I remember several months ago hearing about a friend’s hard drive biting the dust. It’s a gut wrenching thing, especially when you’ve lost important stuff…like your NOVEL!!
Her experience motivated me to change my lazy habits. I started backing up my writing about once a week. I gradually got to the point where I backed up every day. And today I breathe a sigh of relief. Why?
Because I had a scare today. I thought my computer crashed. Apparently it just had a virus. But witnessing the blue screen of death is a terrible experience. We put so much information into these little boxes and depend on them so much. We probably put far too much faith in their ability to perform.
Software programs can be restored if your computer dies (well, maybe not if it dies like this one). But photographs, data, and your original thoughts are difficult to reconstruct. And so I feel very fortunate to know it’s all safe on a flash drive. [PS from a friend: flash drives are not a great long term solution. Back up periodically to a DVD!)
In times past, I have not dodged the bullet. My computer has gone down in flames and I’ve experienced all the pain that goes with it. What does it feel like? Like this:
You are furious that your computer dared do this to you. You put your faith and confidence in it. You DEPENDED on it. Seemingly on a whim, it decided to drive off a cliff and take you, an unwilling passenger, with it. Why couldn’t it be more like a conscientious employee and give you two weeks notice; some time to prepare for this debacle? It’s like being in a close relationship where one party suddenly just says…bye!
You rant, you rail. Perhaps you unleash a tirade of obscenities at this device that dared rob you of your valuable time. But this emotion expends a lot of energy and you cannot sustain it for too long. It gradually gives way to another frame of mind.
This is the wail of the damned: the realization you’ve lost irreplaceable files sends you to the place of inconsolable misery. The universe is unfair. You just lost a story so epic it would have made J.K Rowling weep with envy. Why, oh why did this have to happen to YOU? Why couldn’t it have happened to that other person, the one you don’t like very much? Oh sure, you would have sympathized with them, all the while enjoying a little secret, smug schadenfreude. But this emotion also passes, and leaves you with:
Sadness without anger; a sense of melancholy gloom that descends upon your forlorn soul; one now just as lost as the billions of bits of information you once held so close. You realize now how ephemeral it all is. You start singing “All we are is dust in the wind,” and a single tear rolls down your cheek. Gratefully, this too shall pass, and we come to the realization of how this all could have been avoided.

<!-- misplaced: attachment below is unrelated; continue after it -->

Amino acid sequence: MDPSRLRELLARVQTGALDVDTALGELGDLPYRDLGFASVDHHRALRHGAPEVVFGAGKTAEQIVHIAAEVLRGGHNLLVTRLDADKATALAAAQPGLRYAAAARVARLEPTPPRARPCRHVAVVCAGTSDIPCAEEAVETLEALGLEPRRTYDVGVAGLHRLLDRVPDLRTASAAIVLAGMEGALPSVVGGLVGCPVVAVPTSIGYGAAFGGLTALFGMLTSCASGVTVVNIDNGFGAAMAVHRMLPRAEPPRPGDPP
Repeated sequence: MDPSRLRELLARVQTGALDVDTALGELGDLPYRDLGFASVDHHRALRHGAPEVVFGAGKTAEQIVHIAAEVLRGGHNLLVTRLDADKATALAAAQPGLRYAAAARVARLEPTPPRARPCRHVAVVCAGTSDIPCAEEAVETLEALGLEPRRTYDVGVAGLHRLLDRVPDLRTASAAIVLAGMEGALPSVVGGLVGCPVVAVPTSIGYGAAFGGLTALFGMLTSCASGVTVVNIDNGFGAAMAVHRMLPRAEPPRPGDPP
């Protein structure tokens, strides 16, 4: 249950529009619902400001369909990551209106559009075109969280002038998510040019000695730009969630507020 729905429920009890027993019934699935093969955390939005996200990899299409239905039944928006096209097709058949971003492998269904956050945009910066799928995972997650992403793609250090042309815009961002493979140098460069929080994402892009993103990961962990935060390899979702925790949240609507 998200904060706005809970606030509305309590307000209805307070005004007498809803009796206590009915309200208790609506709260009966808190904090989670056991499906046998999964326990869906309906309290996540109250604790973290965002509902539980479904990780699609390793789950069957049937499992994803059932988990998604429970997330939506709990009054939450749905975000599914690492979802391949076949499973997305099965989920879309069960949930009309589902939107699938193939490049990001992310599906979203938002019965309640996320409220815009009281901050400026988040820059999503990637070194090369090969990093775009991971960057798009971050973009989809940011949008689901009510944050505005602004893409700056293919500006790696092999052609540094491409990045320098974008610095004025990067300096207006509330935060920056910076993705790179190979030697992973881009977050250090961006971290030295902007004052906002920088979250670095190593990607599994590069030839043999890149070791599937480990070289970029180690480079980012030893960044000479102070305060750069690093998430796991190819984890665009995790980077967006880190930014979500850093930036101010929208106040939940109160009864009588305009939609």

A Place of Dumbness:
We KNEW we should have listened to the geeks who told us to make a back up. But they sounded so smug about it. We liked living on the edge, laughing when others told us to be careful. They probably have training wheels on THEIR computers.
But now, hindsight runs us down from behind like a Porsche turning a squirrel into roadkill. “Objects in mirror are closer than they look.” Indeed. How could we have thought ourselves immune? Backing up a file takes less than a minute. Even if we did it a thousand times it would still take less time than reconstructing our lost novel. At this moment we know that if dumbness was a superpower, we’ve got what it takes to hang out with Iron Man, Thor and Captain America. But even this too shall pass. And we move on to a better place.
It is time to stop beating ourselves up. We could wallow about for awhile longer, but there is nothing more to be gained. We must go forward. We still have our creative mind, our wits, our imagination. Hopefully THAT hasn’t crashed yet. There are more things to be done; epic sagas to be written. It is time to move on. And so we gird up our loins to begin anew. There is still one more emotion to experience.
Or better yet – pertenacity – persistent, unyielding tenacity. We grit our teeth and envision ourselves as King Leonidas, with his 300 Spartans battling hundreds of thousands of Persians. Sure, he had the easier task, but we will not be defeated by a mere computer! Ha!
It might be writing, or maybe it’s something else you’ve wanted to do and now there’s just been another setback, a crash of a different kind. Get up. Learn from your mistakes and get up. You’ve only failed if you stopped trying.